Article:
Supportive Care Needs of Cancer Survivors

Sunday, 17 November 2013: 11:40 AM

M Eileen Walsh, PhD, MSN, BSN
Health Promotion Outcomes Systems Policy, College of Nursing, University of Toledo, Toledo, OH
Debra Reis, MSN, RN, CNP
ProMedica Cancer Institute, Sylvania, OH
Tisha Jones, MSW
ProMedica System Grants, ProMedica, Toledo, OH

Learning Objective 1: describe supportive care needs identified by cancer survivors.

Learning Objective 2: discuss cancer survivors interest in services and programs.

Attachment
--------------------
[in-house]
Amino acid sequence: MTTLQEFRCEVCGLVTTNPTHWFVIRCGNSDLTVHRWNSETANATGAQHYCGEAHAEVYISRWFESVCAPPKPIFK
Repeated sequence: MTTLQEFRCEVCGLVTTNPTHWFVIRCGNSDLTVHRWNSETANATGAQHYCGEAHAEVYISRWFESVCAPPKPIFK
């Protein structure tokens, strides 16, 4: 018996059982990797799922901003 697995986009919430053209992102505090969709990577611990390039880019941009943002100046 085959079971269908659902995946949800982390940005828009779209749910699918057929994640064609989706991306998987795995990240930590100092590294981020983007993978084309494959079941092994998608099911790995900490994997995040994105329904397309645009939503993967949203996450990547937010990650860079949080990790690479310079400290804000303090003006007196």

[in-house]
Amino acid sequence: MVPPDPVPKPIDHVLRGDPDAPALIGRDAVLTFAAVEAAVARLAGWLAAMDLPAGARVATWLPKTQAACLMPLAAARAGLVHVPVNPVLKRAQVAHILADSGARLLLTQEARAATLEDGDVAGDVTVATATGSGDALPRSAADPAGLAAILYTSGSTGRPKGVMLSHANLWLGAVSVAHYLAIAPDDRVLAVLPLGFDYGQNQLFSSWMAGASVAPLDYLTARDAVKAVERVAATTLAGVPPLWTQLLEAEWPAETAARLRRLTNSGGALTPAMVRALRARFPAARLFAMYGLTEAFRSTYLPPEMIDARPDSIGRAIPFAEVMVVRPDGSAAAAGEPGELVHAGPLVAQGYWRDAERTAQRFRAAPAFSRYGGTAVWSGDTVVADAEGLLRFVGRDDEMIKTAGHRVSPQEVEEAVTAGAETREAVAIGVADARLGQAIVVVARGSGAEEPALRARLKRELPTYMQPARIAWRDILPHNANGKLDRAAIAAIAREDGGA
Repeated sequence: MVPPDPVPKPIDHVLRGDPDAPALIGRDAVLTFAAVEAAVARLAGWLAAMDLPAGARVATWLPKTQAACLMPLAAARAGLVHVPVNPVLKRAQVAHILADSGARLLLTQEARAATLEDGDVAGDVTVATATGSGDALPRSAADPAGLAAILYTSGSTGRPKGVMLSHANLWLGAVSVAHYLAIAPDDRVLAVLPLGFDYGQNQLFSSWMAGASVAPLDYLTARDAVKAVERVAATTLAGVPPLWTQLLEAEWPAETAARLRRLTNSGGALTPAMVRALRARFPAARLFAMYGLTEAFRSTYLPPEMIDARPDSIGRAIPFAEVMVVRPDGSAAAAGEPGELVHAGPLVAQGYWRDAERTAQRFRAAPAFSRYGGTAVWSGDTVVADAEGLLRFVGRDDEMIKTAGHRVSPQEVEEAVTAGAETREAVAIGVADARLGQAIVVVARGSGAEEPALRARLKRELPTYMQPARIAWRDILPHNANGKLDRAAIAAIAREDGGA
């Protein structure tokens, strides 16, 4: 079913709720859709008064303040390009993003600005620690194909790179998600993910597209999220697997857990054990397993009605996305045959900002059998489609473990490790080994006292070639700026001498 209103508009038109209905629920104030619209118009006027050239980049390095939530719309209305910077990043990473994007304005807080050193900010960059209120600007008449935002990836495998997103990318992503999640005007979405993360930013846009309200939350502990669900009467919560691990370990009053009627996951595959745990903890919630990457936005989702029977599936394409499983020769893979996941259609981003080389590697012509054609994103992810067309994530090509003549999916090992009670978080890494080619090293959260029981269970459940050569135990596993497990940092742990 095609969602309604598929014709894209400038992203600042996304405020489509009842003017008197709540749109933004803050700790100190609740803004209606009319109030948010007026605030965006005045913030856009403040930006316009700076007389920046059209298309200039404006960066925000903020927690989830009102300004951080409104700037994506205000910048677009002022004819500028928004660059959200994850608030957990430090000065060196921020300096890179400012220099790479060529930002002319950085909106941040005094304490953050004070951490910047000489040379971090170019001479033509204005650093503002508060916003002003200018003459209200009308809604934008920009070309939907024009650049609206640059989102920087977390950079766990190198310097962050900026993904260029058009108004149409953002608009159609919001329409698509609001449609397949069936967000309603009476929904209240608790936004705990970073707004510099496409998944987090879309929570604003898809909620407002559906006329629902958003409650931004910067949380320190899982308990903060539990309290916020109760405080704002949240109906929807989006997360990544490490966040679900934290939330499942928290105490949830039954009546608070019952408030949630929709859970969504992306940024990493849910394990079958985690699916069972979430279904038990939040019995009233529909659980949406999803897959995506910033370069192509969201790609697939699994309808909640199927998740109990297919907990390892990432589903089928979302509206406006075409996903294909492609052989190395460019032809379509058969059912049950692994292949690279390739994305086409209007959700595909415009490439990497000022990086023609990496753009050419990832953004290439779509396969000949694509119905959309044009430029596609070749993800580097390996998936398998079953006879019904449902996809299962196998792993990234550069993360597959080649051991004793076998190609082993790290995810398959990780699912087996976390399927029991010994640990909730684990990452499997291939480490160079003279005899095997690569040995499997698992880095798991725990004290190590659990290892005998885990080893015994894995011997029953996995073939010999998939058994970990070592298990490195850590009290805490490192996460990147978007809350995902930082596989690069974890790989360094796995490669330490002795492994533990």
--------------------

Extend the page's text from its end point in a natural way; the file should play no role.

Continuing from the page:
Over 11.9 million Americans have survived cancer; 7 million are aged 65 years or older.  Healthcare providers need to understand the unique needs of this growing population. The purposes of this study were to 1) assess supportive care needs of cancer survivors and 2) determine interest in services and programs. A convenience sample of cancer survivors at a midwest cancer institute were invited to participate.  Cancer survivors  completed 1) Supportive Care Needs Survey-Long Form, 59 items addressing domains of psychological, health system and information, physical and daily living, patient care and support, and sexuality and 2) a 2-page survey about services and programs.  A total of 201 subjects (123 women, 78 men), ages 30-70 years (mean= 64) were enrolled.  Participants were stages I-IV cancer: 23% breast, 17% gastrointestinal, 16% blood, 16% lung, 16% reproductive, and 12% other.  The majority (54%) was receiving chemotherapy, 19% radiation, 7% combination and 19% had completed therapy.  Patient care and support needs were identified as no need – satisfied; other domains were rated as satisfied and low –moderate need. Participants aged 50-59 years had higher health system and information needs (p=.004); participants aged 30-49, 50-59 and 60-69 years reported higher needs related to sexuality p=.003, <0.0001, 0.038 respectively.  Participants aged 30-49 and 50-59 years reported higher average psychological domain scores p=0.049 and 0.037 respectively.  Females had significantly higher psychological needs (p=0.03).  Of the 71% (143/201) respondents the services and programs with the highest interest were: massage therapy (40%), relaxation therapy (35%), screenings (22%) and survivor series (19%).  E-mail (15%), Face book (10%) and web/chat groups (6%) were the top methods. Healthcare providers should consider age in addressing supportive care needs of survivors.  Females who survive cancer may require more help dealing with psychological issues.   Massage and relaxation therapies should be incorporated into survivor clinics.